Friday, April 21, 2017

Why Me?

I am here to be truly helpful.
When I give my best, I experience the best in me.
The more I say YES to the best, the more I have the best.
I love unconditionally, give from my heart and remember the Good in life.

Have you asked: “Why Me?”

Do you ever wonder why you are asked to help?
Do you every feel overwhelmed with taking care of others?
Do you resent having others ask for your time and energy?
Perhaps you are asked, because you are most willing and able.

When you consider all those in need, are you not the most capable and willing?
When you are asked, do you consider it a complement that you are being chosen?
Or have you placed yourself on others list with needs of your own?
When you help others, you will find you will be helped yourself.

We are all teaching and learning together.
We are here to recognize our own needs, prejudices and misunderstandings.
We attract those to us who will show us what we need to heal and learn.
When we give conscious attention to those who ask, we learn about ourselves.

Our resistance to another shows us the resistance and/or fear within ourselves.
Our attraction to another’s need shows us our own willingness to learn and heal ourselves.
We can quickly being to understand what we are to learn by listening to our own responses.
We can easily heal our needs by contributing to another’s needs.
Such is the nature of human interaction and relationship experiences.

What we perceive within another exists somewhere within ourselves.
What we say to another is also being said for our own learning and healing.
When we are helpful to others, we are touching, teaching and helping ourselves.
The encounters we have with others are always informational and inspirational for us.

When we deny or judge others, we are denying and judging that which is within us.
When we welcome others, we are being open and welcoming to ourselves.
What we give, we will receive when we are aware.
Everything can be perceived as a blessing or a burden.

What makes helping and service a positive and useful experience is our own self-awareness.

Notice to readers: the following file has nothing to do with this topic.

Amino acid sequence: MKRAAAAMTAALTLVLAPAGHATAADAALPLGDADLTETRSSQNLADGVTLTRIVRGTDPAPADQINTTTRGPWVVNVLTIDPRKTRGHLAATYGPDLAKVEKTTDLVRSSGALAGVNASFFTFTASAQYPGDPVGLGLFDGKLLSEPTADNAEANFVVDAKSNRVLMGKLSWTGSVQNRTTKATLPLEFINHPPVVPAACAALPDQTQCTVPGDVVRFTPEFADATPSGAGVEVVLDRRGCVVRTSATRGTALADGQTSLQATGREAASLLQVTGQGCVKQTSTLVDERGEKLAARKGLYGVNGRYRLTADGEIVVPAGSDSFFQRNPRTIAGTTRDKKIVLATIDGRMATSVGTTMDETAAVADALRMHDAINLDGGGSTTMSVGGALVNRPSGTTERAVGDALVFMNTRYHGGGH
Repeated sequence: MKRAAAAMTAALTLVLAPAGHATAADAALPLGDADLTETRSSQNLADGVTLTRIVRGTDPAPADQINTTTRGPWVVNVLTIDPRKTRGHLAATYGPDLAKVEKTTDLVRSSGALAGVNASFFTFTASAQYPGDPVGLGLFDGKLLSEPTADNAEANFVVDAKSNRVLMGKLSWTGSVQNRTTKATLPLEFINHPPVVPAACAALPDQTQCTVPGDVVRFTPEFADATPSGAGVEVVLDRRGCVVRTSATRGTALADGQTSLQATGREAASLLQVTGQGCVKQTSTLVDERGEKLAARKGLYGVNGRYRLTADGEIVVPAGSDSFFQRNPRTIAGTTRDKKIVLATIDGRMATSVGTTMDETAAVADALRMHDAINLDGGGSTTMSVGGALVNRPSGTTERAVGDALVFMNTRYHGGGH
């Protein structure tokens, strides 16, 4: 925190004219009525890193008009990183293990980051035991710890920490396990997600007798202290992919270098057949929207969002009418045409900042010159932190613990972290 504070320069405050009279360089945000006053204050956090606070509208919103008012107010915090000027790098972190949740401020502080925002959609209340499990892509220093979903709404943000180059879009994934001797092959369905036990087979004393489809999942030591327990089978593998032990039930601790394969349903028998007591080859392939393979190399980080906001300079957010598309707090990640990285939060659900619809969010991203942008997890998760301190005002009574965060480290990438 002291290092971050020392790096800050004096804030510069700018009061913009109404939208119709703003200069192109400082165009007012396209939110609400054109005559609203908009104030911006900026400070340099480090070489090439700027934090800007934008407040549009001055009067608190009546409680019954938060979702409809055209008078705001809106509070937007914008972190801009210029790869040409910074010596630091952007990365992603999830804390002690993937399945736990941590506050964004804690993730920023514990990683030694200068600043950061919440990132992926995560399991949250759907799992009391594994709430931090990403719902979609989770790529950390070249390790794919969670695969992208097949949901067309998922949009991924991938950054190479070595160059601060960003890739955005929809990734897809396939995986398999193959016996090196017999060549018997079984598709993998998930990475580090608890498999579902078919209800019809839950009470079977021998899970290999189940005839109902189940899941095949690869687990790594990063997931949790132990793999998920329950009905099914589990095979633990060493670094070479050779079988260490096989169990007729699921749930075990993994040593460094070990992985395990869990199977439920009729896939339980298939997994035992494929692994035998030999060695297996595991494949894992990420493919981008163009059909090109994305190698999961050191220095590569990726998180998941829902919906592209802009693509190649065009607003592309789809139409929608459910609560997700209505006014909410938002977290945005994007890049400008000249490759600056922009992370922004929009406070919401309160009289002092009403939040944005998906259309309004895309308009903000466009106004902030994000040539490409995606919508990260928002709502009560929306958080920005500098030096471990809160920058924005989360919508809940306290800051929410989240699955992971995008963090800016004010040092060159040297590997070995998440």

When we are able to respond to all things with kindness and compassion, we feel blesses.
When we resist or reject others, we are increasing our fear and negativity.
When we learn to soften our responses to ourselves and others, we experience more safety and peace.

Is it time to first take impeccable care of you?
Provide yourself with the best you know and extend your well-being to others.
Give the best you have and feel yourself strengthen your wisdom and wholeness.
Be awake and aware of the opportunity to love and serve others with what is within you.

Encouraging us all to contribute what is within us to share.
Be confident, certain and committed to do what is good for you and all.
Blessings increase when they are shared.
Betty Lue

Helping, Fixing, Serving
--by Rachel Remen (May 29, 2000) 

Service is not the same as helping.
Helping is based on inequality, it's not a relationship between equals. When you help, you use your own strength to help someone with less strength. It's a one up, one down relationship, and people feel this inequality. When we help, we may inadvertently take away more than we give, diminishing the person's sense of self-worth and self-esteem.
Now, when I help I am very aware of my own strength, but we don't serve with our strength, we serve with ourselves. We draw from all our experiences: our wounds serve, our limitations serve, even our darkness serves. The wholeness in us serves the wholeness in the other, and the wholeness in life. Helping incurs debt: when you help someone, they owe you. But service is mutual. When I help I have a feeling of satisfaction, but when I serve I have a feeling of gratitude.
Serving is also different from fixing. We fix broken pipes, we don't fix people. When I set about fixing another person, it's because I see them as broken. Fixing is a form of judgment that separates us from one another; it creates a distance.

So, fundamentally, helping, fixing and serving are ways of seeing life. When you help, you see life as weak; when you fix, you see life as broken; and when you serve, you see life as whole.
When we serve in this way, we understand that this person's suffering is also my suffering, that their joy is also my joy and then the impulse to serve arises naturally - our natural wisdom and compassion presents itself quite simply. A server knows that they're being used and has the willingness to be used in the service of something greater.
We may help or fix many things in our lives, but when we serve, we are always in the service of wholeness.
--Rachel Remen, from Zen Hospice